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Is Boris Johnson better at Trumpism than Trump?

Johnson is looking like a very clever politician these days.

Boris Johnson
Boris Johnson is staking a claim on large stretches of a beaten-down, post-industrial heartland that the Labor Party took for granted for decades.
REUTERS/Toby Melville

Boris Johnson is looking like a very clever politician these days.

He’s still an unprincipled and supremely self-centered rich guy. As the campaign for parliamentary elections wound down, he pocketed the phone of a reporter who wanted to show him the picture of a 4-year-old sleeping on the floor of an overworked hospital. Then there was the accusation he hid in a walk-in refrigerator to avoid an interview. So statesmanlike. 

Like him or not (and even many who voted to keep him on as prime minister don’t like or trust him), his electoral landslide last week would not have been possible without some real political skill. Given his famous lack of discipline and the tough road ahead — including the real possibility he could lose part of the country he governs — it all could evaporate quickly. But even if he hasn’t quite achieved his childhood ambition of being king of the world, the dexterity that got him this far should put a certain leader across the Atlantic to shame. If, of course, that leader was capable of shame. 

U.S. pundits, and President Trump himself, were quick to look for lessons in Johnson’s victory that might apply to Trump’s reelection campaign. U.S. and British politics do seem at times to travel on parallel tracks. But it’s all speculation. 

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Here’s what’s more certain: Trump faces near certain impeachment in the House of Representatives this week. As he plots how he survives it and campaigns for reelection, he shows no indication he will do anything other than what he’s always done: Maximize his base, and try to drown his Democratic opponent in a pit of mud. 

Johnson, on the other hand, is digesting his main opponent’s lunch. He’s also staking a claim on dinner and grocery orders for years to come. On behalf of a party whose austerity programs made life much tougher for many, Alexander Boris de Pfeffel Johnson is staking a claim on large stretches of a beaten-down, post-industrial heartland that Labour took for granted for decades.

In other words, Trump wins by subtraction. Initial indications are that Johnson is at least thinking that long-term success might be about addition. 

The reasons why Conservatives did so well in those traditional Labour areas depends on your viewpoint. It has something to do with Parliament’s unending squabbling about how and whether to leave the European Union, and with Johnson’s ability to craft a simple message: “Get Brexit Done.” It helps that Labour leader Jeremy Corbyn was a dismal candidate. And some of Johnson’s victory, as it was for Trump in 2016, was pretty clearly about something cultural — a feeling among people of being forgotten, of unhappiness with the EU and with immigration.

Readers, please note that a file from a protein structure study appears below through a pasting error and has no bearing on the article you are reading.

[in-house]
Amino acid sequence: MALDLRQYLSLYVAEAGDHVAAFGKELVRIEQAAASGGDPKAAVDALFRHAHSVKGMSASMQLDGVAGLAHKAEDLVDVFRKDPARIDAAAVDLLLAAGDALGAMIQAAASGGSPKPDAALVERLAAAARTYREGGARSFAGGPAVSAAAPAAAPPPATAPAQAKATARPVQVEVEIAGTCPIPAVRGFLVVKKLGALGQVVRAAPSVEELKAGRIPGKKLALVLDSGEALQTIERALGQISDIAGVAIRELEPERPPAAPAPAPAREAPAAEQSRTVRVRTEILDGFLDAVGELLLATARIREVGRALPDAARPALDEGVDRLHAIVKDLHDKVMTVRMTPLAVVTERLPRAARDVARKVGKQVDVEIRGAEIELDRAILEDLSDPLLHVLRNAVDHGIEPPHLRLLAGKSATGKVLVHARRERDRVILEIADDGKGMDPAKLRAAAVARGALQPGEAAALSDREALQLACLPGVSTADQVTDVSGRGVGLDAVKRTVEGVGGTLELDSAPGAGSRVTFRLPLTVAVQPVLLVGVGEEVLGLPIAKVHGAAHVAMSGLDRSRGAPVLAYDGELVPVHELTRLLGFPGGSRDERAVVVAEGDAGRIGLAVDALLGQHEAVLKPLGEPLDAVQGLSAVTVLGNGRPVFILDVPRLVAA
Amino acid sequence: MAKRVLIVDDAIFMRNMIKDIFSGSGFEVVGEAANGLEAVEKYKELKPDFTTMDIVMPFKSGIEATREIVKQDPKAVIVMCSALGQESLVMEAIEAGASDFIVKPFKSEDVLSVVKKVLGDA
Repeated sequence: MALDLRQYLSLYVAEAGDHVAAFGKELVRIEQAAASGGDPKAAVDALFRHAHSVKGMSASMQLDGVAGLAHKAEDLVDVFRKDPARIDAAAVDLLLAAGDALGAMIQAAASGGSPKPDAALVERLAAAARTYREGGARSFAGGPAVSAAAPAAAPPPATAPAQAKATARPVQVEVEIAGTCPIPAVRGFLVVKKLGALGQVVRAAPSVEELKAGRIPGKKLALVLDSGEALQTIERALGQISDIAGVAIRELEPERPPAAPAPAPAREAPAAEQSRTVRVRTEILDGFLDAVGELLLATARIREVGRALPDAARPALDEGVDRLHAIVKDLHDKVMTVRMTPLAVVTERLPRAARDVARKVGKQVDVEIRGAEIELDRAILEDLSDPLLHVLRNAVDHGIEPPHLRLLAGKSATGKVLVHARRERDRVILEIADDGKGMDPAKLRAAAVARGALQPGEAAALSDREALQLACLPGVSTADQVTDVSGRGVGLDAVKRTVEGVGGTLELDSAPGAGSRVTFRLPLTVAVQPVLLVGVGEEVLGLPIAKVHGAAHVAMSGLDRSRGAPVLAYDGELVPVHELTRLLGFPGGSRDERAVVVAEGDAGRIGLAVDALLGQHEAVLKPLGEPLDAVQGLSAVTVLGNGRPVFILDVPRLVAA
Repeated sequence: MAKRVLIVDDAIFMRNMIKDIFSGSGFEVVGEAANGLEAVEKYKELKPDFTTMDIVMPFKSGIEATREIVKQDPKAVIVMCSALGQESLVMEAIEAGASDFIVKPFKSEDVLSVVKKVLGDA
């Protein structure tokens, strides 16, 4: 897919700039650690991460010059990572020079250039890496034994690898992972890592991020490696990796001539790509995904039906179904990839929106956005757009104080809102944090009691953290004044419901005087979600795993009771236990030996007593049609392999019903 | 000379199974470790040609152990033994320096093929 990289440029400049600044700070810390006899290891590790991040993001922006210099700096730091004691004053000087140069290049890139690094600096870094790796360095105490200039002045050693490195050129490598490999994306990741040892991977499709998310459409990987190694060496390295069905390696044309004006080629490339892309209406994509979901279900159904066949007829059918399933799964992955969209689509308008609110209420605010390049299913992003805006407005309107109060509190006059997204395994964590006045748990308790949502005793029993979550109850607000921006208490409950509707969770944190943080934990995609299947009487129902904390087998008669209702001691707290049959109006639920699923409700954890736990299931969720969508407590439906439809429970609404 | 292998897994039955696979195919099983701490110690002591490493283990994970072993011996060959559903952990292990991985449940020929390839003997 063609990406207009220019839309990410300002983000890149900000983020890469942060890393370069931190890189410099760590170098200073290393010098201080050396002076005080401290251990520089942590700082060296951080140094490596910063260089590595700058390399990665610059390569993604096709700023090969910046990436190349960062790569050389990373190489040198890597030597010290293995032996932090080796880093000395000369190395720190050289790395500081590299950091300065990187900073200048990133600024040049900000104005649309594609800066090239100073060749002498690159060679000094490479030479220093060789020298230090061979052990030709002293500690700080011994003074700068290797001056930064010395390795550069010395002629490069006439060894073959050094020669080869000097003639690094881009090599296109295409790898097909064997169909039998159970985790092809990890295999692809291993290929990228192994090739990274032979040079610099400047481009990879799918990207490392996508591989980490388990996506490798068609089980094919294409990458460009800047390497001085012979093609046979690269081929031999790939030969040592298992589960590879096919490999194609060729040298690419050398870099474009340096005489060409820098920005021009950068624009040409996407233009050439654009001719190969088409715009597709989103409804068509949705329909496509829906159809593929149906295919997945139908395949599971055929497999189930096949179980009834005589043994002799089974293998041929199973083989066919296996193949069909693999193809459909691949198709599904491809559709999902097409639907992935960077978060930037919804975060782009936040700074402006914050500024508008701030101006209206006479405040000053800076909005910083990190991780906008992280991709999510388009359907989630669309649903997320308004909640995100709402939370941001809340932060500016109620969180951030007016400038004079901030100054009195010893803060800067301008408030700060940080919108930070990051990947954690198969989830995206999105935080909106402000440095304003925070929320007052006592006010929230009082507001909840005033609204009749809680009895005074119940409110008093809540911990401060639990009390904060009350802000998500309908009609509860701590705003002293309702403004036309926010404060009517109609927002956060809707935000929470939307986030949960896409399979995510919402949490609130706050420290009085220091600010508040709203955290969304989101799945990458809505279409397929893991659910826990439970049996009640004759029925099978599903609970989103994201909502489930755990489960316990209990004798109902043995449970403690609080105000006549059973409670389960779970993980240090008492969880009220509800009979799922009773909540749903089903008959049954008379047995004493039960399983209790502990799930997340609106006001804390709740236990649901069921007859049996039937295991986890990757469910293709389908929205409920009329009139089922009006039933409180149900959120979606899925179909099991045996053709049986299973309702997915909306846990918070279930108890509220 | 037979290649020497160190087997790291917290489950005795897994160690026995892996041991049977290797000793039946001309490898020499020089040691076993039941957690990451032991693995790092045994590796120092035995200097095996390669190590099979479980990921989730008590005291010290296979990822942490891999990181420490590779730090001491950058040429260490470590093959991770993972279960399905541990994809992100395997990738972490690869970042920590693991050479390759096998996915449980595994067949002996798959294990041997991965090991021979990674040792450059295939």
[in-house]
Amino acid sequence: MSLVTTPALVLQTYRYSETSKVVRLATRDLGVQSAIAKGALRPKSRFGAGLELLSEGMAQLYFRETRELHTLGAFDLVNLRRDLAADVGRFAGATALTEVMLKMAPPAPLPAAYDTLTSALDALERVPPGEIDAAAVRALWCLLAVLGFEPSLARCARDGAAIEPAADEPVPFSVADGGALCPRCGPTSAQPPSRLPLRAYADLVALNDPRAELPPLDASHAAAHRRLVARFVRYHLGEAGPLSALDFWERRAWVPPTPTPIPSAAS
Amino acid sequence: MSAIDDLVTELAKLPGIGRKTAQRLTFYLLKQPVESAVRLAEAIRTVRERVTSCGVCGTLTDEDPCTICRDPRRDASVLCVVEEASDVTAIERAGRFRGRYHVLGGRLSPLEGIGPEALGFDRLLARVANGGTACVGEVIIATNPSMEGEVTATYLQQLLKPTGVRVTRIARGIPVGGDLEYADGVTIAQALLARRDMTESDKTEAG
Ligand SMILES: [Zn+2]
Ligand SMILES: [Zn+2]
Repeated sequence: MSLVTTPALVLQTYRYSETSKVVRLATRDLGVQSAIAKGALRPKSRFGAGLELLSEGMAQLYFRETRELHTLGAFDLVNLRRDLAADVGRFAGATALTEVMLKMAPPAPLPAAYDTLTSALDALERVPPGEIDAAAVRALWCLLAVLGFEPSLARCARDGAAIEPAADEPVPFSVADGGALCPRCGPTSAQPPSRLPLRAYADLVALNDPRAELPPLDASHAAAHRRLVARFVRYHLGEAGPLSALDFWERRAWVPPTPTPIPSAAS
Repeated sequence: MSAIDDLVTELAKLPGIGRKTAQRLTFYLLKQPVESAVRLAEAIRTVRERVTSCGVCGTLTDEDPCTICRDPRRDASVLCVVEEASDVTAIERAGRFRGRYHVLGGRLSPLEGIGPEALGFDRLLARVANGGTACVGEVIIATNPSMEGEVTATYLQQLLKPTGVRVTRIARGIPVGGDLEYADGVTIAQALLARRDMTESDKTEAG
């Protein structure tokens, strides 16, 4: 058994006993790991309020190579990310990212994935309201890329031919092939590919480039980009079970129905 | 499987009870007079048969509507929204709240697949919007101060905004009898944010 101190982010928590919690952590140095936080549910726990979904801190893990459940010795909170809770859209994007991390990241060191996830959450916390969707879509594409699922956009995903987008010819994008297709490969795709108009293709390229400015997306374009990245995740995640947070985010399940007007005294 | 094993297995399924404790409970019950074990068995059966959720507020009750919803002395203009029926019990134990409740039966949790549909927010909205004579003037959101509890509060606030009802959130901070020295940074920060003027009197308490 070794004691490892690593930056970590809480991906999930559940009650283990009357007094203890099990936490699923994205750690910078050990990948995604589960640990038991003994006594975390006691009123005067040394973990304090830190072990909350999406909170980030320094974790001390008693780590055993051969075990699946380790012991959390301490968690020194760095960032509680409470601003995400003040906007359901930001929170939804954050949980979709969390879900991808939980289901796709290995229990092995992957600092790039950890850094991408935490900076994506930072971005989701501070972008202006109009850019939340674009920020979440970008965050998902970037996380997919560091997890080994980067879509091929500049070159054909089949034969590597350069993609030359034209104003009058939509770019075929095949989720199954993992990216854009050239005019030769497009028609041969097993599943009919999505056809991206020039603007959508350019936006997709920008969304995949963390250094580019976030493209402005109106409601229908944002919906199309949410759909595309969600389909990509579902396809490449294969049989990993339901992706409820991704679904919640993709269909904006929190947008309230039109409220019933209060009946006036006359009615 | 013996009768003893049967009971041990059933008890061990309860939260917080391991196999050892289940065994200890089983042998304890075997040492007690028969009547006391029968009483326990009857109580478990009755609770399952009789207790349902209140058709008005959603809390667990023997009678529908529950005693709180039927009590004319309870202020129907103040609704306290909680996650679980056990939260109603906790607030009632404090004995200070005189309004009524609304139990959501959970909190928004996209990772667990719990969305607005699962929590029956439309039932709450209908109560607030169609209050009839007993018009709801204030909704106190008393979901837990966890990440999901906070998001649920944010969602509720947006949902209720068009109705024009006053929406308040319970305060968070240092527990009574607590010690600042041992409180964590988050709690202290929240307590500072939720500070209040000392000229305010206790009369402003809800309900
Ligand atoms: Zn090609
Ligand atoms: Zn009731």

But look at Johnson’s initial moves after the size of his electoral victory became clear. Instead of trying to tear up government health care programs, as Trump and the Republican-controlled Congress tried to do repeatedly after the 2016 election, Johnson promised to increase funding for the National Health Service.

He went to the north of England, the site of many of those shocking Conservative victories, and whether you believe him or not, he projected a touch of humility in his comments to constituencies where people held their noses while voting for the Tories.

“I can imagine people’s pencils hovering over the ballot paper and wavering before coming down for us and the Conservatives,” he said. “You have changed the Conservative party for the better, and you’ve changed the future of our country for the better.”

Johnson also is reported to be considering drastically increasing infrastructure spending in those areas

Maybe it’s all pretty words. Still, can you imagine Trump doing any of it?

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Having delivered such a huge election victory gives Johnson room to maneuver within his party, pushing it for higher spending on government services. But the Conservatives aren’t going to completely change their stripes, and they can’t count on Labour to keep choosing leaders as unpopular as Corbyn. 

Among the clearest challenges is a demand for a second referendum on Scottish independence. Scotland is heavily in favor of remaining in the EU, and while Johnson was sweeping England, the Conservatives took a drubbing north of the border. Now, Scottish First Minister Nicola Sturgeon says she will release a blueprint this week for the path toward a second independence vote. 

Johnson’s government must agree for it to happen, and the prime minister says he won’t. No prime minister would want to have a 300-year-old union end on their watch. But as a practical matter, it would be hard to keep Scotland in the union if it’s determined to leave. Politically, there might even be an upside for the Conservatives. They would be rid of a part of the country that never votes for them, anyhow. The net effect could be to strengthen their hold on what remains. 

What Johnson means, in the words of Andrew Sullivan in New York magazine, is “Trumpism without Trump. A conservative future without an ineffective and polarizing nutjob at the heart of it.” At least for now, he has a mandate to pursue it — and he’ll probably be better at it than Trump himself.